Lessons in management from a car service centre

Losing direction

I am waiting at the car workshop to handover my car for servicing. Going to get your  car serviced is an unappetising chore that almost has no bright side, so everyone who lands up here is already a bit pissed at having to go through with it. There is a constant stream of restless car owners coming in wanting to get the attention of the staff, and quickly get it all over with. The staff is spread thin today, it is the weekend and it is all-hands-on-deck. Even the branch manager, a pretty girl who seems out of place in this grease shop, is pitching in by receiving customers and helping with processing the paperwork. People are coming in faster than the service centre can cope with. There is soon a struggle to find a chair in the reception. Each car owner feels deserving of attention. Some of them start to raise their voice in front of the hapless staff, some of it probably justified because the entire consumer experience is rapidly plummeting. While everyone was probably given a different timeslot to come, all seem to have  landed at around the same time. People are all eager to jump the queue and that is just adding to the sense of frustration in everyone.

You can see the staff feeling the strain now. Everyone is starting to avoid additional work, knowing that they will have to face the wrath of a new customer when even the current one is baring his fangs at them, and it is just a thankless job. The teamwork is starting to break down,  disagreements are starting to breakout within the staff, with each pointing fingers at the other. All this is apparent to us who are  sitting at the reception, spectators to this chaos. The stress levels are high all around, and this isnt really how it should be.

It is apparent that the branch manager here has failed to apply herself to the problem. By jumping into the middle of the action she has done her team a disservice by losing perspective, and now no one in the team has the big picture view resulting in the entire branch being engulfed in chaos – its every man for himself now. They are reacting to each customer and situation as if it is a unique one. They have not designed the workflow that makes efficient use of the time of service consultants who are the ones to take the cars in, who are most scarce and also the most precious resource.

To fix the problem it just needs some commonsense and a bit of imaginative thinking. But to even begin the process of sorting this mess you need to be able to sit back and identify the core issues that should be addressed. Should it be a fast processing of the car that comes in? Or most accurate diagnoses? Or the most pleasant customer experience? (or maybe another half a dozen alternatives). Many of these objectives may work as cross purposes to each other (given limited resources), and each will need a different approach. So the starting point itself is to ask the question about what is a good question to ask. This thinking exercise (and hopefully followed by good execution) will improve the performance dramatically.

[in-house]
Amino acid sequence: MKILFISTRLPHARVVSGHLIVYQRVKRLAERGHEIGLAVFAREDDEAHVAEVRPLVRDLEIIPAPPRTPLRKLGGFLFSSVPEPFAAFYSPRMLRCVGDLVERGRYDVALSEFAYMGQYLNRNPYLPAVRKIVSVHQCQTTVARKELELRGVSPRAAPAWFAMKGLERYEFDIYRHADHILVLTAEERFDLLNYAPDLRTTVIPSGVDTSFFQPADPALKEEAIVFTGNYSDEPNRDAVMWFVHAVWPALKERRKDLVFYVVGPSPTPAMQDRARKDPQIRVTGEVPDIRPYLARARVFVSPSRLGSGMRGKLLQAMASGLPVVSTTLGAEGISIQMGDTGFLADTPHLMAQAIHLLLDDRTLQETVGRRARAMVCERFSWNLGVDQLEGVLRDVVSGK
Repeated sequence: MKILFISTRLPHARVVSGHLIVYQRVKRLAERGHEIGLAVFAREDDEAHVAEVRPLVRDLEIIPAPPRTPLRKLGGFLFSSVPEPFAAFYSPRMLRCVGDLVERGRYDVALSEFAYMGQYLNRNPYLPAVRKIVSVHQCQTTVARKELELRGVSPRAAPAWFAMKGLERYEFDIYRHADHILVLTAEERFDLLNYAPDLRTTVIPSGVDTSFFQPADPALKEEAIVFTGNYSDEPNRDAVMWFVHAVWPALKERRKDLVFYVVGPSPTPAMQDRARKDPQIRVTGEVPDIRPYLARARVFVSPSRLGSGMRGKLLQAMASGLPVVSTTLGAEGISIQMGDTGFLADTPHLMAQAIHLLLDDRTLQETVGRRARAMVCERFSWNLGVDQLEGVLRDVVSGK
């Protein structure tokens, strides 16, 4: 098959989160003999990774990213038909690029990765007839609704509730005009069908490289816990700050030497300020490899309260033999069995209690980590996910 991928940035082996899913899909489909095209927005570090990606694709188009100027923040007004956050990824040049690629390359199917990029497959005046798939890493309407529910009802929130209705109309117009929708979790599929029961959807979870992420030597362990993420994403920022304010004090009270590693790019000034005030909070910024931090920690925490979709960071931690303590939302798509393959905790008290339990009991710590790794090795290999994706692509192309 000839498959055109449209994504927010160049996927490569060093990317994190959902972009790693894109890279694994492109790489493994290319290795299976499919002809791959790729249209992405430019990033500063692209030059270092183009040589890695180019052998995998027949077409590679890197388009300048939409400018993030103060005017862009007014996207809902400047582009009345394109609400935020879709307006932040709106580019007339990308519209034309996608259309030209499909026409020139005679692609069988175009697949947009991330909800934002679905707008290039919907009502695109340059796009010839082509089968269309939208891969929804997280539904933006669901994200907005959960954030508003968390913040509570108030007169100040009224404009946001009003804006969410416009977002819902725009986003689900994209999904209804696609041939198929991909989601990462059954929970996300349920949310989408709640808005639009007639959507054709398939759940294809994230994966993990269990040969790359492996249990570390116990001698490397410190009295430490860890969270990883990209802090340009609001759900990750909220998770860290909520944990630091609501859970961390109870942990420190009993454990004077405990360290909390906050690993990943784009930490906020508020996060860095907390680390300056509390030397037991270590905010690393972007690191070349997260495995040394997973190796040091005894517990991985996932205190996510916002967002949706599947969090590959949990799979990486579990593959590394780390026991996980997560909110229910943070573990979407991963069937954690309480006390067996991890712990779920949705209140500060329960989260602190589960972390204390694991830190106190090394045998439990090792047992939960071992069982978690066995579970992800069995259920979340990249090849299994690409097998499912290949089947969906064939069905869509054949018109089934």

Looking at our own worklife, there are many similarities to how we react to chaos at work. There is a cacophony of distractions and urgent burning issues that land up on our desks. We get into the reaction mode addressing the first thing that comes through our door. The moment we open the mail box, we lose control of the day. With the customer/ client screaming for attention, all of us do-gooders responding to each crises with complete sincerity, only to realise that by the end of year we have nothing to show for our efforts. When your look back on the week gone by and there isnt anything of significance to remember it by. These are clear symptoms that you probably have became victim to the situation – no different than those hapless, busy as hell, service in-charge at the car centre, who will still leave all the customers dissatisfied.

Organisation are designed to solve complex real world problems by efficiently utilising all the resources at their disposal. But if there are too many fires breaking around you, and most of them need specialised handling where you feel indispensable, you may be doing it wrong, and either the organisaiton or you may not last too long. It is probably time to sit back and take a big picture view, and think about the right questions to ask.

PS – In the case of the car workshop, my guess here is that if the waiting experience was improved then there would be enough time for the staff to get other things sorted, and the overall consumer experience will improve too. Also, a really interesting article about Why waiting is torture

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  1. My new blog post. Lessons in management, while waiting my turn at a chaotic car service centre – http://t.co/4Olph7d4

  2. Registry says:

    Thank you

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